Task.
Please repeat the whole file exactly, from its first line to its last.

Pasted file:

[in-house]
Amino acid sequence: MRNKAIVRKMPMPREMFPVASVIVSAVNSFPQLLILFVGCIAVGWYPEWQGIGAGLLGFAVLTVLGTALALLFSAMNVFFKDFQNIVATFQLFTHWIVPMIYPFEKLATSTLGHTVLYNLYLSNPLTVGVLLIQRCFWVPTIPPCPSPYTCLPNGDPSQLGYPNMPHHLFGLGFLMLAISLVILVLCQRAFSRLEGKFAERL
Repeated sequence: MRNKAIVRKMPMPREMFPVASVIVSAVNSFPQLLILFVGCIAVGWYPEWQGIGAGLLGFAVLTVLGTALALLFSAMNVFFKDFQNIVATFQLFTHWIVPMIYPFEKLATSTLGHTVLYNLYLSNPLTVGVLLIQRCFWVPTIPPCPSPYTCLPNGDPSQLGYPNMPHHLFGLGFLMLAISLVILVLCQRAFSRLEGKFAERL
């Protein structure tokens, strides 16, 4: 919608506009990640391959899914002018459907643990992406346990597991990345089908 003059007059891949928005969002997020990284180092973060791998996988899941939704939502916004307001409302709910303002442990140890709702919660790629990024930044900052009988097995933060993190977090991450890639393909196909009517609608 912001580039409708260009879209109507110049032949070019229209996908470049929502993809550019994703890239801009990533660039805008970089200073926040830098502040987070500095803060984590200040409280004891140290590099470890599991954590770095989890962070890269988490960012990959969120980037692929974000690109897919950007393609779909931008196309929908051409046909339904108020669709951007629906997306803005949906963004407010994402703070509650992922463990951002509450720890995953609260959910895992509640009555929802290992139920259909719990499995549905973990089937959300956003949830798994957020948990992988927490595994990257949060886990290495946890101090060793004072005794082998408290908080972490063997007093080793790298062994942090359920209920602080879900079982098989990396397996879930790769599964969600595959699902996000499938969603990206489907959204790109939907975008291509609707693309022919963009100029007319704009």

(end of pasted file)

[in-house]
Amino acid sequence: MRNKAIVRKMPMPREMFPVASVIVSAVNSFPQLLILFVGCIAVGWYPEWQGIGAGLLGFAVLTVLGTALALLFSAMNVFFKDFQNIVATFQLFTHWIVPMIYPFEKLATSTLGHTVLYNLYLSNPLTVGVLLIQRCFWVPTIPPCPSPYTCLPNGDPSQLGYPNMPHHLFGLGFLMLAISLVILVLCQRAFSRLEGKFAERL
Repeated sequence: MRNKAIVRKMPMPREMFPVASVIVSAVNSFPQLLILFVGCIAVGWYPEWQGIGAGLLGFAVLTVLGTALALLFSAMNVFFKDFQNIVATFQLFTHWIVPMIYPFEKLATSTLGHTVLYNLYLSNPLTVGVLLIQRCFWVPTIPPCPSPYTCLPNGDPSQLGYPNMPHHLFGLGFLMLAISLVILVLCQRAFSRLEGKFAERL
């Protein structure tokens, strides 16, 4: 919608506009990640391959899914002018459907643990992406346990597991990345089908 003059007059891949928005969002997020990284180092973060791998996988899941939704939502916004307001409302709910303002442990140890709702919660790629990024930044900052009988097995933060993190977090991450890639393909196909009517609608 912001580039409708260009879209109507110049032949070019229209996908470049929502993809550019994703890239801009990533660039805008970089200073926040830098502040987070500095803060984590200040409280004891140290590099470890599991954590770095989890962070890269988490960012990959969120980037692929974000690109897919950007393609779909931008196309929908051409046909339904108020669709951007629906997306803005949906963004407010994402703070509650992922463990951002509450720890995953609260959910895992509640009555929802290992139920259909719990499995549905973990089937959300956003949830798994957020948990992988927490595994990257949060886990290495946890101090060793004072005794082998408290908080972490063997007093080793790298062994942090359920209920602080879900079982098989990396397996879930790769599964969600595959699902996000499938969603990206489907959204790109939907975008291509609707693309022919963009100029007319704009």